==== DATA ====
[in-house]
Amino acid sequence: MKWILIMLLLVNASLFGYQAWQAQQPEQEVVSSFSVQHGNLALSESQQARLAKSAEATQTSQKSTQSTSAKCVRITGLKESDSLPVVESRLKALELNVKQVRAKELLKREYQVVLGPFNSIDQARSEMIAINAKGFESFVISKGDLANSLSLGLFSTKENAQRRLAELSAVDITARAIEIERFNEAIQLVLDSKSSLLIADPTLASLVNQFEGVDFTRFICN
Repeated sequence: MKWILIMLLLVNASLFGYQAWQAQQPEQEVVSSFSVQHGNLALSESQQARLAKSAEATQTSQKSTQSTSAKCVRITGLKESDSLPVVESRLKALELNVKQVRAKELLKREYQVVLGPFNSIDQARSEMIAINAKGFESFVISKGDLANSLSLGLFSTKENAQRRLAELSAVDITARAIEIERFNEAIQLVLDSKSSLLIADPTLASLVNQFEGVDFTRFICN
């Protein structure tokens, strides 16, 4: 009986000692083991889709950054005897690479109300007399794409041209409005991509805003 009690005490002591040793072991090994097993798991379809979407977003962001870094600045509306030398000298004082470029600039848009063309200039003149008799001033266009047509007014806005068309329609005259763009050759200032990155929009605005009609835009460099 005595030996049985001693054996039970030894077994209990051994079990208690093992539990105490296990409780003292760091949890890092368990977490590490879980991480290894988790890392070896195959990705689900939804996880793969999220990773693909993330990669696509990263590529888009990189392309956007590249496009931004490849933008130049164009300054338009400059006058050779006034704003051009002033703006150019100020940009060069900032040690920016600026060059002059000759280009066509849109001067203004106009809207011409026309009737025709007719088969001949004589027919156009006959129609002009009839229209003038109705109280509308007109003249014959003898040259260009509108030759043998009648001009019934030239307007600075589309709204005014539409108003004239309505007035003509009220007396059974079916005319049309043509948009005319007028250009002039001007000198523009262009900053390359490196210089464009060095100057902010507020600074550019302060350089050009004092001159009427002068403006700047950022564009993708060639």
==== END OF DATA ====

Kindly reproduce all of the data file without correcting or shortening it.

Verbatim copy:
[in-house]
Amino acid sequence: MKWILIMLLLVNASLFGYQAWQAQQPEQEVVSSFSVQHGNLALSESQQARLAKSAEATQTSQKSTQSTSAKCVRITGLKESDSLPVVESRLKALELNVKQVRAKELLKREYQVVLGPFNSIDQARSEMIAINAKGFESFVISKGDLANSLSLGLFSTKENAQRRLAELSAVDITARAIEIERFNEAIQLVLDSKSSLLIADPTLASLVNQFEGVDFTRFICN
Repeated sequence: MKWILIMLLLVNASLFGYQAWQAQQPEQEVVSSFSVQHGNLALSESQQARLAKSAEATQTSQKSTQSTSAKCVRITGLKESDSLPVVESRLKALELNVKQVRAKELLKREYQVVLGPFNSIDQARSEMIAINAKGFESFVISKGDLANSLSLGLFSTKENAQRRLAELSAVDITARAIEIERFNEAIQLVLDSKSSLLIADPTLASLVNQFEGVDFTRFICN
């Protein structure tokens, strides 16, 4: 009986000692083991889709950054005897690479109300007399794409041209409005991509805003 009690005490002591040793072991090994097993798991379809979407977003962001870094600045509306030398000298004082470029600039848009063309200039003149008799001033266009047509007014806005068309329609005259763009050759200032990155929009605005009609835009460099 005595030996049985001693054996039970030894077994209990051994079990208690093992539990105490296990409780003292760091949890890092368990977490590490879980991480290894988790890392070896195959990705689900939804996880793969999220990773693909993330990669696509990263590529888009990189392309956007590249496009931004490849933008130049164009300054338009400059006058050779006034704003051009002033703006150019100020940009060069900032040690920016600026060059002059000759280009066509849109001067203004106009809207011409026309009737025709007719088969001949004589027919156009006959129609002009009839229209003038109705109280509308007109003249014959003898040259260009509108030759043998009648001009019934030239307007600075589309709204005014539409108003004239309505007035003509009220007396059974079916005319049309043509948009005319007028250009002039001007000198523009262009900053390359490196210089464009060095100057902010507020600074550019302060350089050009004092001159009427002068403006700047950022564009993708060639």